Some clubs used it as their proper name. In 1960 it was used to describe a Parisian nightclub in an English magazine. In the summer of 1964 a short sleeveless dress called "discotheque dress" was popular in the United States for a short time; the earliest known use for the abbreviated form "disco" described this dress and has been found in the Salt Lake Tribune of 12 July 1964, but Playboy magazine used it soon after to describe Los Angeles nightclubs in September of the same year. Vince Aletti was one of the first to describe disco as a music genre, he wrote the feature article "Discoteque Rock Paaaaarty" that appeared in Rolling Stone magazine in September 1973. The music layered soaring, often-reverberated vocals doubled by horns, over a background "pad" of electric pianos and "chicken-scratch" rhythm guitars played on an electric guitar. "The'chicken scratch' sound is achieved by pressing the strings against the fretboard and quickly releasing them just enough to get a muted scratching while strumming close to the bridge."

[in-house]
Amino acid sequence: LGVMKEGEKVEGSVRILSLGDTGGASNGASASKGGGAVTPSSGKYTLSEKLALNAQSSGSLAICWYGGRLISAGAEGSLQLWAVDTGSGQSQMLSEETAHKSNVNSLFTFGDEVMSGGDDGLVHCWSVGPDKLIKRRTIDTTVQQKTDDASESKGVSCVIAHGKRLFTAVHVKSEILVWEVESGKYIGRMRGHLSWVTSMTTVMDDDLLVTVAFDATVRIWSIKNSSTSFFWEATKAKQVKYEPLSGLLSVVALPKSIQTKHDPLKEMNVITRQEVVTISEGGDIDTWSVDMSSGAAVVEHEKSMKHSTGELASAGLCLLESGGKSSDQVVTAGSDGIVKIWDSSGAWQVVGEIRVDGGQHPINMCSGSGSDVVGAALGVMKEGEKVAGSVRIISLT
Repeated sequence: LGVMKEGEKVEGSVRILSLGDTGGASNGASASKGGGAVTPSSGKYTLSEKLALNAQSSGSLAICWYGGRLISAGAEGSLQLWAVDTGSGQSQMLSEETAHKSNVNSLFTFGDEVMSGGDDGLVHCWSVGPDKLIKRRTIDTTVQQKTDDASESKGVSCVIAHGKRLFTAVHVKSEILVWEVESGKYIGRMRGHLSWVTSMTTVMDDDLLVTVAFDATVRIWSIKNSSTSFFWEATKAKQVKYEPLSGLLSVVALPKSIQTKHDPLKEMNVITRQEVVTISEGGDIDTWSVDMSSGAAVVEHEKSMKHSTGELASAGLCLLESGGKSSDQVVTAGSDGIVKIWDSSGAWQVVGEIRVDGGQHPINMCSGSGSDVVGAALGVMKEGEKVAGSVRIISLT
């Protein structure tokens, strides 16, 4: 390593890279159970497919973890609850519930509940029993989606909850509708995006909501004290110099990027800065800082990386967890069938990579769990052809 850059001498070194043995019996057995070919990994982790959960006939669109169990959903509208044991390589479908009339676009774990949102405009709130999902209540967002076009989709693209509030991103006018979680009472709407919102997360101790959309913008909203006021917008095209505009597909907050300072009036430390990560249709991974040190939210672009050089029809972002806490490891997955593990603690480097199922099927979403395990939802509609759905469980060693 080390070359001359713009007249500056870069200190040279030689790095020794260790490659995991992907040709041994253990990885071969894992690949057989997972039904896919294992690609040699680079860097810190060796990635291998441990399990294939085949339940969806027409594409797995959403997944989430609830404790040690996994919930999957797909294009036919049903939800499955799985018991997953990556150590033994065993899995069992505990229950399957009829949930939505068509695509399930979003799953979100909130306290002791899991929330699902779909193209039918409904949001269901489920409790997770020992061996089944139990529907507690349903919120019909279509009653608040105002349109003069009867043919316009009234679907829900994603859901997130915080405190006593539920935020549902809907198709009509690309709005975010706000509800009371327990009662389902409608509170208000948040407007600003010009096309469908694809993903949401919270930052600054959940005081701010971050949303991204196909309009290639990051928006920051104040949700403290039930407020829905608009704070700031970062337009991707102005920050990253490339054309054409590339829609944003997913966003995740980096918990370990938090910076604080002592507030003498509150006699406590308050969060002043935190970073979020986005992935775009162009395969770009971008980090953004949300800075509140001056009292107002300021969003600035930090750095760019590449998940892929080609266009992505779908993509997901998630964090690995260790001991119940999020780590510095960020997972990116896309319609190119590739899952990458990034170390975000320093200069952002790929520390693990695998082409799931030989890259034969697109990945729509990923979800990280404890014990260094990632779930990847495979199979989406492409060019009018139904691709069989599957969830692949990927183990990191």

Other backing keyboard instruments include the piano, electric organ, string synth, electromechanical keyboards such as the Fender Rhodes electric piano, Wurlitzer electric piano, Hohner Clavinet. Synthesizers are fairly common in disco in the late 1970s; the rhythm is laid down by prominent, syncopated basslines played on the bass guitar and by drummers using a drum kit, African/Latin percussion, electronic drums such as Simmons and Roland drum modules. The sound was enriched with solo lines and harmony parts played by a variety of orchestral instruments, such as harp, viola, trumpet, trombone, flugelhorn, French horn, English horn, flute, piccolo and synth strings, string section or a full string orchestra. Most disco songs have a steady four-on-the-floor beat, a quaver or semi-quaver hi-hat pattern with an open hi-hat on the off-beat, a heavy, syncopated bass line. Other Latin rhythms such as the rhumba, the samba and the cha-cha-cha are found in disco recordings, Latin polyrhythms, such as a rhumba beat layered over a merengue, are commonplace.